The current drought illustrates the extreme difficulty bison producers’ face in maintaining a healthy balance of animals on their pastures and rangelands. Overgrazing is always a consideration, even in years of “normal” moisture throughout most of the North American ecosystem. When dry weather, or an extended drought, settles in, ranchers must be proactive to adjust their stocking rates to protect their pastures. An overgrazed pasture may require years of recovery time, particularly in the semi-arid regions of the country,

Without corrals as an option, bison producers would simply have to de-stock during dry periods by sending their animals to slaughter. Drought conditions obviously impact all livestock sectors, however bison producers face additional challenges because of the nature of the business. Replacement animals are not as readily available as they are with domestic livestock.

Corrals Help Small Producers Maintain Economic Viability

Farmers in the United States have historically brought their livestock into corrals in the winter, and prior to slaughter. In fact, finishing in corrals (regardless of the feed composition) can actually help small producers be economically viable.

For example, if a land base has a carrying capacity of one animal “unit” (cow and calf) per 30 acres, it will require more than 60 acres to bring an animal from birth to slaughter at 27 months of age in a purely pasture-based model. However, by moving some of those animals into a finishing facility prior to slaughter, a rancher eases the grazing impact on their pasture land, and keeps the growing grass for use by the mother cows and their new calves, where nutrition is most vital.

Also some small producers who farm and raise their own feed can utilize the lower quality grain they produce by feeding it to their own livestock vs. taking a lower price at the elevator. Farmers and ranchers need options in order to stay viable and sustainable.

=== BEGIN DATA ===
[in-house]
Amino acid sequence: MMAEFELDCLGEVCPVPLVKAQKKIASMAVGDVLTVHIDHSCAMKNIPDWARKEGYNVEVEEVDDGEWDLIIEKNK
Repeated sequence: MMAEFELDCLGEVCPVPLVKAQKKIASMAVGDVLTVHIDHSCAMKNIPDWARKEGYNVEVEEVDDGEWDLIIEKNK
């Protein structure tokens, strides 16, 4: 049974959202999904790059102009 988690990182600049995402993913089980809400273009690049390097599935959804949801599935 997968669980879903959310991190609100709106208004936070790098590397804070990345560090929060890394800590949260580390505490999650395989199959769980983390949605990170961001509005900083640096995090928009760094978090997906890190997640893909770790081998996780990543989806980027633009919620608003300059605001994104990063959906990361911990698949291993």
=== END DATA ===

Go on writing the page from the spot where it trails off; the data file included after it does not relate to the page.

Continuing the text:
Included in this web page is a bison production budget. The budget summarizes the receipts, costs, and net returns of a bison cow-calf operation in which the offspring are sold for slaughter. This sample budget should help ensure that all costs and receipts are included in your calculations. Costs and returns are often difficult to estimate in budget preparation because they are numerous and variable. Therefore, you should think of this budget as an approximation and then make appropriate adjustments in the “Your Estimate” column to reflect your specific production and resource situation. More information on the use of livestock budgets can be found in “Agricultural Alternatives: Budgeting for Agricultural Decision Making.” More information on the use of crop budgets can be found in ” Budgeting for Agricultural Decision Making.”

You can make changes to the interactive PDF budget file for this publication by inputting your own prices and quantities in the green outlined cells for any item. The cells outlined in red automatically calculate your revised totals based on the changes you made to the cells outlined in green. You will need to click on and add your own estimated price and quantity information to all of the green outlined cells to complete your customized budget. When you have completed your budget, you can print the form using the green Print Form button at the bottom of the form. You can use the red Clear Form button to clear all the information from your budget when you are finished.

In addition to slaughtering costs, the rates charged by individual plants and USDA inspectors is $60 per hour for the inspection with a three-hour minimum per animal for a cost of at least $180. The symbol used for non-amenable species is triangular in shape, which easily distinguishes it the traditional circular USDA symbols used for meat and poultry slaughter plants